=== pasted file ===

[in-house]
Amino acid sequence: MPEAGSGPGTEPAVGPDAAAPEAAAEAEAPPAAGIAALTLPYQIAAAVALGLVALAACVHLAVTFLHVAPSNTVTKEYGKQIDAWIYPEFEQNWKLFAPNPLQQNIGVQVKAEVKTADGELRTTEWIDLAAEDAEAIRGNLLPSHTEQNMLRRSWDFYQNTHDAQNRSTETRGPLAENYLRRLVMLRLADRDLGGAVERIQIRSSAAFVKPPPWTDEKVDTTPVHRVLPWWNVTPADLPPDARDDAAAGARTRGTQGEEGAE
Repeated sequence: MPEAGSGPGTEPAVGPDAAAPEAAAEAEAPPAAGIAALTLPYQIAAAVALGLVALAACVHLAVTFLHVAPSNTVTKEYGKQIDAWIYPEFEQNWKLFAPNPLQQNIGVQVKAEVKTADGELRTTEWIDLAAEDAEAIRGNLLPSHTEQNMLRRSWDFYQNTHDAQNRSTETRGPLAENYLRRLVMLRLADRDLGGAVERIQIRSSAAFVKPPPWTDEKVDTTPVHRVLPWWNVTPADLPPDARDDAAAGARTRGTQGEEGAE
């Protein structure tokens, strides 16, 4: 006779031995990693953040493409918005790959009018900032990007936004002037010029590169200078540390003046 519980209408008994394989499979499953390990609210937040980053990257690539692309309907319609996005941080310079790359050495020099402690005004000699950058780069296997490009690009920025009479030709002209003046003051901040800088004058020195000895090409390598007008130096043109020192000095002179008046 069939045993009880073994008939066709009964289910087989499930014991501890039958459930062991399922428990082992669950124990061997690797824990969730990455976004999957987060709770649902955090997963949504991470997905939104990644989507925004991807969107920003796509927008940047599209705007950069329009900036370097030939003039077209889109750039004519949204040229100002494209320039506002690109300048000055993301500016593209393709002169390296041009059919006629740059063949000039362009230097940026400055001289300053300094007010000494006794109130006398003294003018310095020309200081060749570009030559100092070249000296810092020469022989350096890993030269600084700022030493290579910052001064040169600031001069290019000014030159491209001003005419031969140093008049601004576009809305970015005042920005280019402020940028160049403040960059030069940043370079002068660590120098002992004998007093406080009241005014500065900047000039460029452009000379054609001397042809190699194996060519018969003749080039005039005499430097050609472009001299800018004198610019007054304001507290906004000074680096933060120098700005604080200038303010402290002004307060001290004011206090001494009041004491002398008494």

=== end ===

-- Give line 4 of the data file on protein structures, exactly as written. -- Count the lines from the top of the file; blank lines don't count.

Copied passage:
């Protein structure tokens, strides 16, 4: 006779031995990693953040493409918005790959009018900032990007936004002037010029590169200078540390003046 519980209408008994394989499979499953390990609210937040980053990257690539692309309907319609996005941080310079790359050495020099402690005004000699950058780069296997490009690009920025009479030709002209003046003051901040800088004058020195000895090409390598007008130096043109020192000095002179008046 069939045993009880073994008939066709009964289910087989499930014991501890039958459930062991399922428990082992669950124990061997690797824990969730990455976004999957987060709770649902955090997963949504991470997905939104990644989507925004991807969107920003796509927008940047599209705007950069329009900036370097030939003039077209889109750039004519949204040229100002494209320039506002690109300048000055993301500016593209393709002169390296041009059919006629740059063949000039362009230097940026400055001289300053300094007010000494006794109130006398003294003018310095020309200081060749570009030559100092070249000296810092020469022989350096890993030269600084700022030493290579910052001064040169600031001069290019000014030159491209001003005419031969140093008049601004576009809305970015005042920005280019402020940028160049403040960059030069940043370079002068660590120098002992004998007093406080009241005014500065900047000039460029452009000379054609001397042809190699194996060519018969003749080039005039005499430097050609472009001299800018004198610019007054304001507290906004000074680096933060120098700005604080200038303010402290002004307060001290004011206090001494009041004491002398008494």